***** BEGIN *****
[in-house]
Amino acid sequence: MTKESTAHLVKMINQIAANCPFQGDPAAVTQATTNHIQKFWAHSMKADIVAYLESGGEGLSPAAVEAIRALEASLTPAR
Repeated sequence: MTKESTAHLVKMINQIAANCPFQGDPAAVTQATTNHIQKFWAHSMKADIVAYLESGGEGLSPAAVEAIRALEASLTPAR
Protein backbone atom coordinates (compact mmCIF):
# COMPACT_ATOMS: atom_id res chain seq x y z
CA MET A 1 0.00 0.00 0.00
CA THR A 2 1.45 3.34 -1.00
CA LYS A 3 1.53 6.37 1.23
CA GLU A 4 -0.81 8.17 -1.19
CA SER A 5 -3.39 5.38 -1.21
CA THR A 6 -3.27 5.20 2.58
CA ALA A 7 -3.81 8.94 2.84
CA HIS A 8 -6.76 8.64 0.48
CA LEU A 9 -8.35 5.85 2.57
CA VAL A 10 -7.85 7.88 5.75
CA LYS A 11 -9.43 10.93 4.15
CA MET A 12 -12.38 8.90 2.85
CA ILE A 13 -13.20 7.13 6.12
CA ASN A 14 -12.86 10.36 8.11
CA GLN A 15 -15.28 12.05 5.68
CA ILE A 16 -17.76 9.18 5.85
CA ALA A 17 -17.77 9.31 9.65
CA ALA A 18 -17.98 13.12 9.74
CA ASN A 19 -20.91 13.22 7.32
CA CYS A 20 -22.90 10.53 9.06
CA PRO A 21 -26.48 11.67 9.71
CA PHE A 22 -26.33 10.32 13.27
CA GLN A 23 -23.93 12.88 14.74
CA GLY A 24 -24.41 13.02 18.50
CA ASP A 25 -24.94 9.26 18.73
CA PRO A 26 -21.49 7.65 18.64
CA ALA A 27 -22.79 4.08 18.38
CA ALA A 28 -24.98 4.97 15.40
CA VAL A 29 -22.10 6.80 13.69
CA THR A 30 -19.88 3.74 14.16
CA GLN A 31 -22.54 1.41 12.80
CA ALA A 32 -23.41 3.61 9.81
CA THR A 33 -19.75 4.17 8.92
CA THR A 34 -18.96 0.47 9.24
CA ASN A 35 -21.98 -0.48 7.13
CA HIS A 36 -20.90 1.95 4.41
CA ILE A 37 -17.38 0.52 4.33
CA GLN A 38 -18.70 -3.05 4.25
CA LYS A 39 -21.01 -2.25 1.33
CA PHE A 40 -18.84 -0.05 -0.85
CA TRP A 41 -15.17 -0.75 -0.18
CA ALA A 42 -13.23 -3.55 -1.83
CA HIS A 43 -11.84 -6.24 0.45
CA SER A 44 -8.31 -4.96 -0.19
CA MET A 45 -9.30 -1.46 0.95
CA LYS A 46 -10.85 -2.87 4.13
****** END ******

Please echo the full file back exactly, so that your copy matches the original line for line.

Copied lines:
[in-house]
Amino acid sequence: MTKESTAHLVKMINQIAANCPFQGDPAAVTQATTNHIQKFWAHSMKADIVAYLESGGEGLSPAAVEAIRALEASLTPAR
Repeated sequence: MTKESTAHLVKMINQIAANCPFQGDPAAVTQATTNHIQKFWAHSMKADIVAYLESGGEGLSPAAVEAIRALEASLTPAR
Protein backbone atom coordinates (compact mmCIF):
# COMPACT_ATOMS: atom_id res chain seq x y z
CA MET A 1 0.00 0.00 0.00
CA THR A 2 1.45 3.34 -1.00
CA LYS A 3 1.53 6.37 1.23
CA GLU A 4 -0.81 8.17 -1.19
CA SER A 5 -3.39 5.38 -1.21
CA THR A 6 -3.27 5.20 2.58
CA ALA A 7 -3.81 8.94 2.84
CA HIS A 8 -6.76 8.64 0.48
CA LEU A 9 -8.35 5.85 2.57
CA VAL A 10 -7.85 7.88 5.75
CA LYS A 11 -9.43 10.93 4.15
CA MET A 12 -12.38 8.90 2.85
CA ILE A 13 -13.20 7.13 6.12
CA ASN A 14 -12.86 10.36 8.11
CA GLN A 15 -15.28 12.05 5.68
CA ILE A 16 -17.76 9.18 5.85
CA ALA A 17 -17.77 9.31 9.65
CA ALA A 18 -17.98 13.12 9.74
CA ASN A 19 -20.91 13.22 7.32
CA CYS A 20 -22.90 10.53 9.06
CA PRO A 21 -26.48 11.67 9.71
CA PHE A 22 -26.33 10.32 13.27
CA GLN A 23 -23.93 12.88 14.74
CA GLY A 24 -24.41 13.02 18.50
CA ASP A 25 -24.94 9.26 18.73
CA PRO A 26 -21.49 7.65 18.64
CA ALA A 27 -22.79 4.08 18.38
CA ALA A 28 -24.98 4.97 15.40
CA VAL A 29 -22.10 6.80 13.69
CA THR A 30 -19.88 3.74 14.16
CA GLN A 31 -22.54 1.41 12.80
CA ALA A 32 -23.41 3.61 9.81
CA THR A 33 -19.75 4.17 8.92
CA THR A 34 -18.96 0.47 9.24
CA ASN A 35 -21.98 -0.48 7.13
CA HIS A 36 -20.90 1.95 4.41
CA ILE A 37 -17.38 0.52 4.33
CA GLN A 38 -18.70 -3.05 4.25
CA LYS A 39 -21.01 -2.25 1.33
CA PHE A 40 -18.84 -0.05 -0.85
CA TRP A 41 -15.17 -0.75 -0.18
CA ALA A 42 -13.23 -3.55 -1.83
CA HIS A 43 -11.84 -6.24 0.45
CA SER A 44 -8.31 -4.96 -0.19
CA MET A 45 -9.30 -1.46 0.95
CA LYS A 46 -10.85 -2.87 4.13